Saturday 24 February 2018

Sponsored Feature: Give your eyes a holiday


Most of us probably think about skin protection when packing for the holidays, but how many of us focus on protecting our most valuable asset – our eyesight?

With the holiday season coming up, sun seekers need to be aware of the dangers of over exposure when it comes to eyesight. Excessive exposure can cause a painful, sunburn-like inflammation to the cornea at the front of the eye. In the long term, this can greatly increase the risk of developing more serious, even sight-threatening conditions.

The sun’s damaging power is heightened by glare, which occurs when UV rays are intensified as they reflect off shiny surfaces, such as glass. A sandy beach or calm sea will have the same effect. Polarised lenses reduce this by using a layer of iodine crystals to absorb the glare. Non-polarised sunglasses have minimal effect, even though they will reduce visible light.

Budget sunglasses can be a false economy – many actually cause the pupil to dilate, increasing the amount of UV light filtering in to the eyes. Many people still choose a cosmetic pair over safety when it is easy to have the best of both.

Here are some top tips for protecting your eyes in the sun:

  • Check sunglasses comply with BSEN 1836:1997 or bear the CE kite mark and are marked UV 400.
  • If you are going on holiday and have prescription sunglasses, take your optician’s phone number with you. If your sunglasses break, your optician can send you on your prescription.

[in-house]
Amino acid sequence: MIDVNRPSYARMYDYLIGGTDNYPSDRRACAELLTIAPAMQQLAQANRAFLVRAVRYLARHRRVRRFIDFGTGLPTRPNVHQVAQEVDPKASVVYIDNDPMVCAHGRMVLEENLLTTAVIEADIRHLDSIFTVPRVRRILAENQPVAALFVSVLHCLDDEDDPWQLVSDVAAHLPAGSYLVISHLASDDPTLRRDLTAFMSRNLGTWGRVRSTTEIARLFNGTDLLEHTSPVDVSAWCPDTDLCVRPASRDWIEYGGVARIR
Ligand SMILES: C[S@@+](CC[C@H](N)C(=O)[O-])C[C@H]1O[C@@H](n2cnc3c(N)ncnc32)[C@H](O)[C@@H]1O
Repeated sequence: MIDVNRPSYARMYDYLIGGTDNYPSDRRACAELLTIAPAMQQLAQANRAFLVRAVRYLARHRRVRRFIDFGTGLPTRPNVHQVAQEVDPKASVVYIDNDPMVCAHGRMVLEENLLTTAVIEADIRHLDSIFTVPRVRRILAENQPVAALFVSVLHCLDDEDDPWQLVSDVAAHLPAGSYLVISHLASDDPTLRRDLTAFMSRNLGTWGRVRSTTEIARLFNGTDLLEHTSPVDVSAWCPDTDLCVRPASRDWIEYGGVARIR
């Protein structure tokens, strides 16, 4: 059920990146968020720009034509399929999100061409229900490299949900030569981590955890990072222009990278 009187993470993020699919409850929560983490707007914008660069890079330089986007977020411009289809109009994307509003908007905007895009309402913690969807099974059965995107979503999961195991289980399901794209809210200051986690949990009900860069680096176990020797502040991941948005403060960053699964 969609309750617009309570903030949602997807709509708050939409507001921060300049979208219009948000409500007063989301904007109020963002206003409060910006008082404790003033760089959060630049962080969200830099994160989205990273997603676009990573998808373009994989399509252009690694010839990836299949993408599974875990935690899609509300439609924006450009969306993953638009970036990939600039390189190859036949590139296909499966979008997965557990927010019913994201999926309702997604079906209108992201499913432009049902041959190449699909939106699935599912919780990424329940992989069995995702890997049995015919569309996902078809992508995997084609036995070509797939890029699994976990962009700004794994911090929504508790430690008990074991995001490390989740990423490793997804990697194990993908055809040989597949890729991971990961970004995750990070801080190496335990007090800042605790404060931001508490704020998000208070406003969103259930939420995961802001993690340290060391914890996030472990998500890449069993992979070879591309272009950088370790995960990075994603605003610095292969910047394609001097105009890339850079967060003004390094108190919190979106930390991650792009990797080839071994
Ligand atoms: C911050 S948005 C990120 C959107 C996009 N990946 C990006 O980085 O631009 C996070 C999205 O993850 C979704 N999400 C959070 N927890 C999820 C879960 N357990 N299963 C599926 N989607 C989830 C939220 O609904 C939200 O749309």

• Invest in photochromic lenses that instantly adapt to light changes, darkening in bright light. Alternatively have prescription lenses tinted to minimize the amount of UV rays that reach your eyes.
  • By adding polarised lenses you can decrease the amount of glare which can dazzle and strain your vision, particularly useful when you are by the pool or participating in outdoor sports.
  • If you wear weekly or monthly contact lenses, pack enough solution in your luggage.
  • Take at least one spare pair of contact lenses and make sure you have a pair of prescription glasses as well, to give your eyes a rest from the lenses during your break.
  • If you're hiring a car, make sure you bring your glasses for driving back in the dark; otherwise you may end up having to drive home in sunglasses. It is a legal requirement to carry a spare pair of glasses if driving in some countries.
  • The air in planes can often dry the surface of the eyes, making them uncomfortable and sore. On long flights it may be advisable to remove your contact lenses for the duration of the flight and use a pair of prescription glasses. This will prevent your eyes from feeling 'gritty' and tired
  • If you're planning to do a lot of swimming, don’t swim in contact lenses, but wear a pair of swimming goggles instead (prescription if required) which will not only protect your eyes against water-borne infections, but also help to protect your eyes against the glare of the sun.

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